Interest Rate Risk Management
 
Interest rate risk indicates our exposure to market interest rate fluctuations. The movement of interest rates directly and inversely affects the economic value of fixed-income assets, which is the present value of future cash flow discounted by the current interest rate; under the same conditions, the higher the current interest rate, the higher the denominator of discounting. Interest rate risk management is intended to decrease or increase the level of our exposure to market interest rates. The level of interest rate risk can be managed through such means as the changing of gap positions and the volume of fixed-income assets. For successful management of interest rate risk, we use various methods to measure existing and future interest rate risk exposures, giving effect to historical attrition rates of core deposits. In addition to regular reports used in business operations, repricing gap analysis, stress testing and simulation modeling are the main measurement techniques used to quantify interest rate risk exposure.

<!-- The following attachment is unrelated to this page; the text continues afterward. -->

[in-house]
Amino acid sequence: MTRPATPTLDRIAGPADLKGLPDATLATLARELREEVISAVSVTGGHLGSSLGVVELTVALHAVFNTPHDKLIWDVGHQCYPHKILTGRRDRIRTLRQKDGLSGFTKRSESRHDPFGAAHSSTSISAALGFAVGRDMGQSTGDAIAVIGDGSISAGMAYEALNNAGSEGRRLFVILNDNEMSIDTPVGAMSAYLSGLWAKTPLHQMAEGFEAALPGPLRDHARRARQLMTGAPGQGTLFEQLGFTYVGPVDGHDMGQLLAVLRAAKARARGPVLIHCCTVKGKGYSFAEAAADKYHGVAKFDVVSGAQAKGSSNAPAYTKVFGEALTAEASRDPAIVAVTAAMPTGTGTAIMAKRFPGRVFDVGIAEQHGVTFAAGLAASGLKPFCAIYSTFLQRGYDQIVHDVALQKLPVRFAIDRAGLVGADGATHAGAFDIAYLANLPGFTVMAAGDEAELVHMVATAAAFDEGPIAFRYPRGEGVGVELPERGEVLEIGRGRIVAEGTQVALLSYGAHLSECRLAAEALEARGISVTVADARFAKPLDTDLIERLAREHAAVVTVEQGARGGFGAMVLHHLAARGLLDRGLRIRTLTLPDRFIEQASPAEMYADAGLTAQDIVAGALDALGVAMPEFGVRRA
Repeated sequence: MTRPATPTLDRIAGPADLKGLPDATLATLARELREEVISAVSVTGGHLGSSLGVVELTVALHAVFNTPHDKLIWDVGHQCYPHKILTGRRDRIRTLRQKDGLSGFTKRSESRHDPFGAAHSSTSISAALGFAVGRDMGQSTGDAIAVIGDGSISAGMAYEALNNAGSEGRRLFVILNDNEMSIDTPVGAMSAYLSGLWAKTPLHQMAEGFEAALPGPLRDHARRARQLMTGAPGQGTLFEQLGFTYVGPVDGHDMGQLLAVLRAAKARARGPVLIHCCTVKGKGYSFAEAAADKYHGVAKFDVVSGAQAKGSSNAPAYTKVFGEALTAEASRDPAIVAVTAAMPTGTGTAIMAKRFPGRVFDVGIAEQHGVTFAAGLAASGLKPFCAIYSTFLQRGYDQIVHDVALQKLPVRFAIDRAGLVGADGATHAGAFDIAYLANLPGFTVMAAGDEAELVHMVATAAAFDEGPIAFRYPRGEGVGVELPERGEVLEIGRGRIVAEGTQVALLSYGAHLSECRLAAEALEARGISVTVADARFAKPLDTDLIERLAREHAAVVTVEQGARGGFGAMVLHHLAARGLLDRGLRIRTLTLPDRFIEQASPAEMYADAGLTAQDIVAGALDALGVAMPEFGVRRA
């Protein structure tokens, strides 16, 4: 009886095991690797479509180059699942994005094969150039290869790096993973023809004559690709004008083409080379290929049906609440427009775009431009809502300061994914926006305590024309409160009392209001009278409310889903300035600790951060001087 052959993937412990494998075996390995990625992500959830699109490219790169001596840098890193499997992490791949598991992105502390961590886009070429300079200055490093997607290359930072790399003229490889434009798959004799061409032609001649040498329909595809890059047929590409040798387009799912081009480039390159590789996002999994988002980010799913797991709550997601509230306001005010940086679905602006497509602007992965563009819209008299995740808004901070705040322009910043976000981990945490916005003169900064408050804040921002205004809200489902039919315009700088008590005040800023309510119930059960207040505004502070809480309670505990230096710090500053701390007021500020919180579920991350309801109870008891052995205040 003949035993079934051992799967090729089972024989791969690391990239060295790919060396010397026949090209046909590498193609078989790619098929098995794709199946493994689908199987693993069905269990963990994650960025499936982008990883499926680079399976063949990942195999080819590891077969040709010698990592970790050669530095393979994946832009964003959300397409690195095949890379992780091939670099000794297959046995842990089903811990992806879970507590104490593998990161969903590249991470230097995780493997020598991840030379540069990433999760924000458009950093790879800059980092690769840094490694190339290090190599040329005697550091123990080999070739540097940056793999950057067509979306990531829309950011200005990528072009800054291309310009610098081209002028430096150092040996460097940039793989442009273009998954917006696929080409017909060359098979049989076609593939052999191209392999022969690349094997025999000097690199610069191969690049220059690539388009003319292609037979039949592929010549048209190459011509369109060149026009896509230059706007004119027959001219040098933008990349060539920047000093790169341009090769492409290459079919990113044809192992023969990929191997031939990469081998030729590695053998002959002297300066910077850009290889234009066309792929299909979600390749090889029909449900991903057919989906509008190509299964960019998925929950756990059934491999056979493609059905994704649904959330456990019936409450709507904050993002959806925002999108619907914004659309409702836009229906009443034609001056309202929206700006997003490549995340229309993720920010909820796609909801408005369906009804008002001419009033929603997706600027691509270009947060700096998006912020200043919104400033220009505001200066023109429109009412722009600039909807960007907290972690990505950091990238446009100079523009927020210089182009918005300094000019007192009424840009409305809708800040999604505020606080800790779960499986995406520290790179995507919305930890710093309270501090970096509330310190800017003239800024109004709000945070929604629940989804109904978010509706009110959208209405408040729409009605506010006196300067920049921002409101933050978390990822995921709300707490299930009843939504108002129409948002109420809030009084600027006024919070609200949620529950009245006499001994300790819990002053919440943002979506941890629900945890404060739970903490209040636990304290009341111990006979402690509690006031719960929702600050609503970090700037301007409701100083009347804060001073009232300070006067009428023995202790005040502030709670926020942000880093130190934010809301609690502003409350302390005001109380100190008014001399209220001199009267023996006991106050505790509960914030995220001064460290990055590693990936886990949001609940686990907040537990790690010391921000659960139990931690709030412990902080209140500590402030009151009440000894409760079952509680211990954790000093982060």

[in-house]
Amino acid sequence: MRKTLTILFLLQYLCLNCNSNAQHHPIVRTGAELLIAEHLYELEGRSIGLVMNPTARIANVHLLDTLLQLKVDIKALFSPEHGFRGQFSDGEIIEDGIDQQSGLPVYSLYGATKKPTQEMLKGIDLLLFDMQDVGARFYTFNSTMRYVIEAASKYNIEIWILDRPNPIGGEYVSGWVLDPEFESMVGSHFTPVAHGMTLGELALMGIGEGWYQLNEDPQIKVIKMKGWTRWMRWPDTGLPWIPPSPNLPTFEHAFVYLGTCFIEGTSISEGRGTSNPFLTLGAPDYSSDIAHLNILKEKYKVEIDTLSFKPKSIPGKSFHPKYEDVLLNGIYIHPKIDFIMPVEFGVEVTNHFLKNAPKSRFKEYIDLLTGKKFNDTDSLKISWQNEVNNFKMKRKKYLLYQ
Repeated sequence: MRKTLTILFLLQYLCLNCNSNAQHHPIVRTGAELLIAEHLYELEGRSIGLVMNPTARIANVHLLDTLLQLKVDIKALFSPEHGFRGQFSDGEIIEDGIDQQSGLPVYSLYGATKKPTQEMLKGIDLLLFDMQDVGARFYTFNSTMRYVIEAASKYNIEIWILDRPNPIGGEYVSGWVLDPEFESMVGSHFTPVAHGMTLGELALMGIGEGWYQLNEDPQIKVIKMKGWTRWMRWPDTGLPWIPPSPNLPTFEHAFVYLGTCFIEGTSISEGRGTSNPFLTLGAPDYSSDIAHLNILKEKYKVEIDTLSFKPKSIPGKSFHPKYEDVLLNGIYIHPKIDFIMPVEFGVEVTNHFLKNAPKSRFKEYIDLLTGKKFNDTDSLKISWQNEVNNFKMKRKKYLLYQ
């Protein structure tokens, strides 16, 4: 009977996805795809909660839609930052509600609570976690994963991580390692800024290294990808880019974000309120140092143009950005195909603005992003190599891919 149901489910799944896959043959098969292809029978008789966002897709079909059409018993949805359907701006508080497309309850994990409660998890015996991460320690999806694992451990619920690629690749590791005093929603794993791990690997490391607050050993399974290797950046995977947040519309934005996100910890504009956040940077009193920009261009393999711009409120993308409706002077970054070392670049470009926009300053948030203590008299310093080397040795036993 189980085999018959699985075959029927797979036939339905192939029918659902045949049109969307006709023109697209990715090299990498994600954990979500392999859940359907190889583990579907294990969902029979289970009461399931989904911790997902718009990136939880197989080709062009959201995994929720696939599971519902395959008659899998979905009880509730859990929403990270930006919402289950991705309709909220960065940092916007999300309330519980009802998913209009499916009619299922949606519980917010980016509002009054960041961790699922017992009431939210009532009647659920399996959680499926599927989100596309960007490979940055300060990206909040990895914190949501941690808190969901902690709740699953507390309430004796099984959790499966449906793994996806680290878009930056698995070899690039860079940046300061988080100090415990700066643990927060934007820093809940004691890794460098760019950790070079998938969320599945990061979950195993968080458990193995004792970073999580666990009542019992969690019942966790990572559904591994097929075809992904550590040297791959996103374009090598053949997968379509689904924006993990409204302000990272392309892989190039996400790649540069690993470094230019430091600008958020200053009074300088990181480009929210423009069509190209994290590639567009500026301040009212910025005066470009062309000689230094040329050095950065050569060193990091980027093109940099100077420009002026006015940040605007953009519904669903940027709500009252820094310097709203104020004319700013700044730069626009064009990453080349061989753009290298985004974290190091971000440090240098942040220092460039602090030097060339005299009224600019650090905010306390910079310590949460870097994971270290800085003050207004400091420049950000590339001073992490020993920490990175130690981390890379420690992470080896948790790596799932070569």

39


 

 
The following table shows the status of our gap position as of December 31, 2007:
 
                                                 
          After
                         
    Less
    Three
    After One
                   
    Than
    Months
    Year But
          Non-
       
    Three
    But Within
    Within
    After
    Interest-
       
(Dollars in thousands)   Months     One Year     Five Years     Five Years     Sensitive     Total  
   
 
Assets